Living in Eugene, Oregon, I frequently visit our city’s star wildlife area, the Delta Ponds wetlands. Until recently, these ponds close to the Willamette River were known mainly for their stagnant pools and massive blackberry thickets. Human activity over the past several decades reduced or halted water flow and most of the native habitat and wildlife had vanished.

Over the past ten years, an extraordinarily successful wetlands restoration project has renewed water flow between the river and the ponds, replaced a vast amount of invasive vegetation with native plantings, and carried out other habitat enhancements.

Delta Ponds is now rich in wildlife, including, for the first time in sixty years, Chinook salmon fingerlings taking refuge in quiet water during their long journey to the Pacific Ocean. Visitors sight osprey, bald eagle, egret, and many other resident and migratory birds. River otter and muskrat have been spotted, and the western pond turtle, a state sensitive species, is often seen basking on logs.

For me the headliner is the beaver, the species that many biologists believe is most strongly linked to wetlands health due to its impact on water quality and overall habitat. Said to be second only to the human in its ability to alter the environment, this animal is Delta Ponds’ own Corps of Engineers and go-to animal rolled into one.

If you visit the wetlands, look for the dams, pond-bank lodges, felled trees, and stripped bark that show the beaver’s presence. The hours of dusk or very early morning are your best bet to see the creature itself. But be careful not to mistake the detested nutria for a beaver or you’ll never hear the end of it. Trust me on this.

Although a nutria is generally less than half the weight of a beaver, and the two creatures have many other differences in appearance and behavior, the truth is that in dark water it can be tricky to tell them apart. The key is to focus on the tail. One good glimpse of the tail (nutria’s are rat-like, while the beaver’s is paddle-like) and you can make the call with no worries.

Nutria were brought from South America to Oregon and several other states decades ago to raise for fur. In its native terrain, this mammal is held in check by natural predators and occupies a niche in nature’s complex scheme. Now, descendants of imported nutria have invaded many of our area’s wet and brushy places, including Delta Ponds. The species reproduces rapidly, damages and consumes vegetation, and fouls the water. In addition, people really dislike that rat-like tail.

Recently, I made a trip to Delta Ponds at dusk to try to spot a beaver, ignore any nutria, and savor a late summer evening. Other people ambled past me on the trail or stopped to watch a great blue heron that was standing motionless in shallow water. The popularity of the area is evidence of how much it is enjoyed and appreciated. There are locals and visitors from around the Northwest and beyond, parents with kids, teachers with students, senior groups, and friends out for exercise. Volunteers clearing invasive vegetation and tending new native plantings. People painting, fishing, taking photographs, birding, walking, running, and just sitting quietly.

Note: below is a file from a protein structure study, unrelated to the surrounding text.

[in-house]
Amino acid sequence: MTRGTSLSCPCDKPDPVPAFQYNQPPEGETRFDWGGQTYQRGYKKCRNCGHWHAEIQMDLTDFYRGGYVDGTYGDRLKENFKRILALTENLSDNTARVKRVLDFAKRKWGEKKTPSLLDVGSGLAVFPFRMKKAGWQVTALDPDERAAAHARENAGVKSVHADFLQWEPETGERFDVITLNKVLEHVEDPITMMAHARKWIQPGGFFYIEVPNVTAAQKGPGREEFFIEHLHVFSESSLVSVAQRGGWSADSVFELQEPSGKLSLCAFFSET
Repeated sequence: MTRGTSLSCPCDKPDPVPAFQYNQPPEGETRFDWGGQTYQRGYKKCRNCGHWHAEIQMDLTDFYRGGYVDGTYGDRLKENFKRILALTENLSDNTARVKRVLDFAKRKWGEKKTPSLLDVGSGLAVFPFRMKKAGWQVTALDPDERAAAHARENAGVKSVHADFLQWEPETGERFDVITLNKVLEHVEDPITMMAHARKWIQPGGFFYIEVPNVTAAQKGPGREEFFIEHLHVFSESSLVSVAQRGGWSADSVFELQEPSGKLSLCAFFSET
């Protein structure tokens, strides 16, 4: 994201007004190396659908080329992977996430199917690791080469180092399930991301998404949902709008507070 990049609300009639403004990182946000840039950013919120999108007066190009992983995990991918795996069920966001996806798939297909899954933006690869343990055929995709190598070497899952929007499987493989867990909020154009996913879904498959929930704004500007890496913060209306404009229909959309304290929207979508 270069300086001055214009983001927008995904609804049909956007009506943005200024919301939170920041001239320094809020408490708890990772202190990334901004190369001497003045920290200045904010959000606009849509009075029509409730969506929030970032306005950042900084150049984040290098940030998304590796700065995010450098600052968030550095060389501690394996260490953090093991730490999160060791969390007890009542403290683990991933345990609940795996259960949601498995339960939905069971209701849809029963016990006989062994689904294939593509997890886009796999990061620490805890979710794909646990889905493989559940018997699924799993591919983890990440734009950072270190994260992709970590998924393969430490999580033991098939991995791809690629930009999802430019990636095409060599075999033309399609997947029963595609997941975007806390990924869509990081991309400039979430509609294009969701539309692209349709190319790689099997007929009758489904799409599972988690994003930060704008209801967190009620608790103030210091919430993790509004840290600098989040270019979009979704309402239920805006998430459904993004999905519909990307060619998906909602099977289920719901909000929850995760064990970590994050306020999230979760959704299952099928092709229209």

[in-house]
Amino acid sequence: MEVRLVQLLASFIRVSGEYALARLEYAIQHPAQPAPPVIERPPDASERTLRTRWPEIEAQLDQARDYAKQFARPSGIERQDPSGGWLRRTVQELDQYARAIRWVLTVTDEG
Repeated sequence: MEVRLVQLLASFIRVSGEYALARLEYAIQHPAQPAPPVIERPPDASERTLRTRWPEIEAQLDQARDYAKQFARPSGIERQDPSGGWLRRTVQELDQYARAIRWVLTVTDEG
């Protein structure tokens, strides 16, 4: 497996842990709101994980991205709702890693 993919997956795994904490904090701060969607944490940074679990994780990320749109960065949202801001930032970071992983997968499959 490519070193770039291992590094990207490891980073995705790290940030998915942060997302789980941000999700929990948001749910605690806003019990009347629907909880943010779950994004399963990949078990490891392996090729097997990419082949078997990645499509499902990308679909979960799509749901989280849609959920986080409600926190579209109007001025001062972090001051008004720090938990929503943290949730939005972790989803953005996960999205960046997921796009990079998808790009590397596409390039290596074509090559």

On that beautiful, balmy evening I had the luck to spot a large, sleek, dark brown beaver on the bank of a pond. Making its way down to the edge, it disappeared into the water but popped its head above the surface about fifty feet away. I asked the family standing a short distance from me if they saw it. No, the two little boys said, but we saw nutria and we’ve never gotten to see them before. For a second I considered clueing them in, but fortunately I thought the better of it and decided that in some situations it is much better to keep quiet.

Visiting Delta Ponds

To get directions to the ponds, or to learn the history of this ongoing wetlands restoration project, go to www.eugene-or.gov/parks and select Parks and Natural Areas, Delta Ponds. The area has level walking trails, parking, and year-round access. Informational reader boards are located at key viewing spots. There is no fee to visit Delta Ponds, and it is open every day from 6:00 a.m. until 11:00 p.m.

About the Author: Barbara Lee

Barbara is a Eugene freelance writer with a passion for nature, wildlife, and 'rescued' environments like the Delta Ponds Wetlands.

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  1. Victoria Payton says…

    OPB just aired a story of the return of the beaver in some western states. I live about a mile as the crow flies on the other side of the river from the Delta Ponds. They are the nearest place to me that might accommodate beaver, so I consulted the internet and was delighted to find this reassuring article about beaver as part of the restoration of Delta Ponds. Now I know where I can find and admire them. In this time of widespread drought, the beaver’s talent for storing water has finally been noted, by OPB, at least.

    Written on May 14th, 2014 / Flag this Comment
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